It could be the most important conversation you'll ever have.
6. 'But we don't need a Naloxone kit in our house!'
Yes. We do. Naloxone is a drug that reverses the effects of opioids. By having access to Naloxone and knowing how to use it, lives are saved. We all need easy access to a Naloxone kit. Naloxone saves lives!
Go with your parents to your local pharmacy where you can get a Naloxone kit without a prescription and free of charge. Call first, but know that more and more pharmacies are carrying Naloxone. All you need is a health card and a conversation with your pharmacist. Be part of that conversation. Next weekend, at the next party, you might find yourself in a position where you have to use it. Be prepared. Friends survive because others are there to respond.
As I did, you are likely to experience some eye rolls or even lack of eye contact when you're having the "talk" with your teens about this tough issue. But stay on course and keep a fact-filled conversation going. It's critical for the safety of our kids. It could be the most important conversation you'll ever have.
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Police in Delta, B.C. said it's a miracle that no one died after nine people overdosed within a 20-minute period on what are believed to be drugs laced with fentanyl. Emergency crews responded to a series of nearly simultaneous calls from four locations about recreational drug users who thought they were taking cocaine.
Hardy and Amelia Leighton, both in their 30s, were found dead July 20, 2015, leaving behind their two-year-old son Magnus. Toxicology testing confirmed that the couple ingested toxic levels of fentanyl in combination with other drugs.
From January to May 2015, 54 deaths were linked to fentanyl. From July 7 to Aug. 7, 2015, fentanyl was detected in at least 12 deaths, said the BC Coroners Service. In 2012, there were a total of 15 deaths related to the narcotic.
Jack Bodie, 17, and a 16-year-old friend were both found unconscious in a Vancouver park on Aug. 1, 2015 in a suspected fentanyl overdose. The teens were rushed to hospital where Bodie was placed on life support but he died a day later. His friend recovered and was released from hospital. Police believe the pair took fake Oxycontin.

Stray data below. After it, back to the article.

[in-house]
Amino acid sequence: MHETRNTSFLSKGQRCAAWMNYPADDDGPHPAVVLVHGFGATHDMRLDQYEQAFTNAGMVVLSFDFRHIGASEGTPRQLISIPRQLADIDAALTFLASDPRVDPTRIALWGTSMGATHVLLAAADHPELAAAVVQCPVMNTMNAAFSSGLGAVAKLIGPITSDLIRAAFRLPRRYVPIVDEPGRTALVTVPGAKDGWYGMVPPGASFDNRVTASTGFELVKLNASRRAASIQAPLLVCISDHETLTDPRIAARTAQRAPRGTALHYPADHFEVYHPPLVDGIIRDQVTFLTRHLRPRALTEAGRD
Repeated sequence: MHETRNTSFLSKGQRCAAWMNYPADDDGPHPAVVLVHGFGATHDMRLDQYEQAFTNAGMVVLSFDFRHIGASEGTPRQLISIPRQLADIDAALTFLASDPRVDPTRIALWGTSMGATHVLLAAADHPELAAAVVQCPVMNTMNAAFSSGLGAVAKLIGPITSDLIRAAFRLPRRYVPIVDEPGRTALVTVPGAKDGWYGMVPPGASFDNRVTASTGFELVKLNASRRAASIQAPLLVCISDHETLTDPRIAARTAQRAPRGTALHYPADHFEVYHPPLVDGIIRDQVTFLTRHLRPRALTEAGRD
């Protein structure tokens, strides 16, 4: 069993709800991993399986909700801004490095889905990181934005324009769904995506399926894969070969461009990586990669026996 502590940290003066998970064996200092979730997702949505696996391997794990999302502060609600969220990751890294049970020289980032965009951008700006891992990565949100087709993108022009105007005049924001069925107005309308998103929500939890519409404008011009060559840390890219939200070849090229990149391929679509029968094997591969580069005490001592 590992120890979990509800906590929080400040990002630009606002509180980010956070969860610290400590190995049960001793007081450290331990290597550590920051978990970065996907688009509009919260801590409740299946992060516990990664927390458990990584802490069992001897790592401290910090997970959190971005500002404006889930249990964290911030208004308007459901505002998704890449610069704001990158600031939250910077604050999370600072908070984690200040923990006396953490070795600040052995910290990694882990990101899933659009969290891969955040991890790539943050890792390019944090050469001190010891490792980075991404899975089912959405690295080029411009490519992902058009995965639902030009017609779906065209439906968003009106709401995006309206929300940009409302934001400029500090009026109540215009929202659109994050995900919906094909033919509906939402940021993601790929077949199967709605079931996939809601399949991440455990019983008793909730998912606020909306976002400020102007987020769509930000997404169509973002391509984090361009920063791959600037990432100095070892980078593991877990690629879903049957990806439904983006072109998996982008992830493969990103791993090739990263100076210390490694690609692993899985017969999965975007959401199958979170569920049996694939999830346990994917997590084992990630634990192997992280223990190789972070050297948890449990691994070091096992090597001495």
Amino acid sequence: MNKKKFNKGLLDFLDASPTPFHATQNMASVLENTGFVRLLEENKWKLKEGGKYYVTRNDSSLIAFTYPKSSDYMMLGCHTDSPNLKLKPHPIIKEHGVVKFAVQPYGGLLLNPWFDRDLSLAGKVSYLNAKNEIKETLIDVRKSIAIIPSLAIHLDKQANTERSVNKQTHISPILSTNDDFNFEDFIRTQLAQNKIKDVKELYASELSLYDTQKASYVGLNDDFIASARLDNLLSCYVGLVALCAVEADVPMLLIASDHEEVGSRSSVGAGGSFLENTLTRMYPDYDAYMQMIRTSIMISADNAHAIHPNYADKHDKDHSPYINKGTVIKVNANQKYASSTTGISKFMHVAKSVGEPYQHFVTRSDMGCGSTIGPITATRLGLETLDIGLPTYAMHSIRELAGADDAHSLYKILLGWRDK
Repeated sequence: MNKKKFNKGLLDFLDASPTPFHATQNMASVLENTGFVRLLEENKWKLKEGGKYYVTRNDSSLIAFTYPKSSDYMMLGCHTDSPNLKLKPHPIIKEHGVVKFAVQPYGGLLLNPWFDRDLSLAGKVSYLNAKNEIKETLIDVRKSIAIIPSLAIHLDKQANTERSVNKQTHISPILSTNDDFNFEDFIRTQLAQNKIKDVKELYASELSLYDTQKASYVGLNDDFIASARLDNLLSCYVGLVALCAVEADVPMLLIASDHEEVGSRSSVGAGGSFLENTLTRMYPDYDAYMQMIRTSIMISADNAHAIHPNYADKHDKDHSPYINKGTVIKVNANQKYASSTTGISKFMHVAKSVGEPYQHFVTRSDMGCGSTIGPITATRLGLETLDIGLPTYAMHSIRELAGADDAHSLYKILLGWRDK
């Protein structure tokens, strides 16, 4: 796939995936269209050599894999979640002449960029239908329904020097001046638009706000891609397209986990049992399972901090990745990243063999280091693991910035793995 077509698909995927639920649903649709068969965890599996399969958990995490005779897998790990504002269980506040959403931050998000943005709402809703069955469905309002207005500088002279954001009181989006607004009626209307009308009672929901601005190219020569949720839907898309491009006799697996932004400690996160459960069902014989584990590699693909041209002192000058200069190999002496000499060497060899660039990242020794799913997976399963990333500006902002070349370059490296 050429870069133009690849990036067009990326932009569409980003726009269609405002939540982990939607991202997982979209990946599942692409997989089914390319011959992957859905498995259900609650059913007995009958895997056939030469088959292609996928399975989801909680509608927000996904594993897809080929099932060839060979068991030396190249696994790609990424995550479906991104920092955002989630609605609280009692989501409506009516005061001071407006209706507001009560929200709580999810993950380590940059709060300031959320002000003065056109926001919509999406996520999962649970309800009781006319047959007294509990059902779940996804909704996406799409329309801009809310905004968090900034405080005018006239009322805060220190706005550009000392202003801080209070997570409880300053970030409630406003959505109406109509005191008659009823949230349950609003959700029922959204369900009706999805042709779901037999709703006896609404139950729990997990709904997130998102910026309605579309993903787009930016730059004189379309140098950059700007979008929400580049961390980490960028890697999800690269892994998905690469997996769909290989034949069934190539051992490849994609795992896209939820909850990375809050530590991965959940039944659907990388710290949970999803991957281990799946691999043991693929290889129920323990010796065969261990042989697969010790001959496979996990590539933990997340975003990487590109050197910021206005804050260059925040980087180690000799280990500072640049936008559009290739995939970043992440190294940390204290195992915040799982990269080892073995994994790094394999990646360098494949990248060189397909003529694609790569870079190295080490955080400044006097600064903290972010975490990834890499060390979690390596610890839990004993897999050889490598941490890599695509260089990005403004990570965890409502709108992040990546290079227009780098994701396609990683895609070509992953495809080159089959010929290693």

Fake Oxycontin pills containing fentanyl are displayed during a news conference at RCMP headquarters in Surrey, B.C., on Sept. 3, 2015. Fentanyl is 50 to 100 times more toxic than morphine.
The cheap synthetic opioid often added in drug labs to heroin or Oxycontin to make it more potent and fast-acting, according to police. (Pictured is a photo released by Vancouver police of packages of fentanyl which users thought were heroin.)
North Vancouver RCMP said they suspect the death of a 31-year-old man on July 31, 2015 is also linked to fentanyl. A relative found the man in distress and called police, but he died at the scene.
On Aug. 9, 2015, 16 people overdosed in Vancouver — including six in one hour — from pink heroin that police suspect was laced with fentanyl.
Mounties showed off equipment, pills, money and weapons seized from a counterfeit Oxycontin production facility in Burnaby in 2015. They said there was enough fentanyl pills to put 200 to 300 people's lives at risk. Riley Goodwin, 26, of Vancouver, has been charged with production and possession for the purposes of trafficking.
RCMP Cpl. Derek Westwick shows off seized pill making equipment during a news conference at RCMP headquarters in Surrey, B.C. on Sept. 3, 2015. Among the gear was a pill press capable of producing 18,000 tablets an hour, said police.
A member of the RCMP Clandestine Laboratory Enforcement Team is framed by pill manufacturing equipment while standing in a protective suit, of the type worn when dismantling drug production facilities containing fentanyl, during a news conference at RCMP headquarters in Surrey, B.C., on Sept. 3, 2015.
RCMP Cpl. Derek Westwick of the RCMP Clandestine Laboratory Enforcement Team, holds genuine Oxycontin pills, left, and seized fake Oxycontin pills containing fentanyl, right, during a news conference at RCMP headquarters in Surrey, B.C., on Sept. 3, 2015.
In October 2014, Vancouver police issued a warning about fentanyl masquerading as heroin. It caused more than 30 overdoses and one death that month.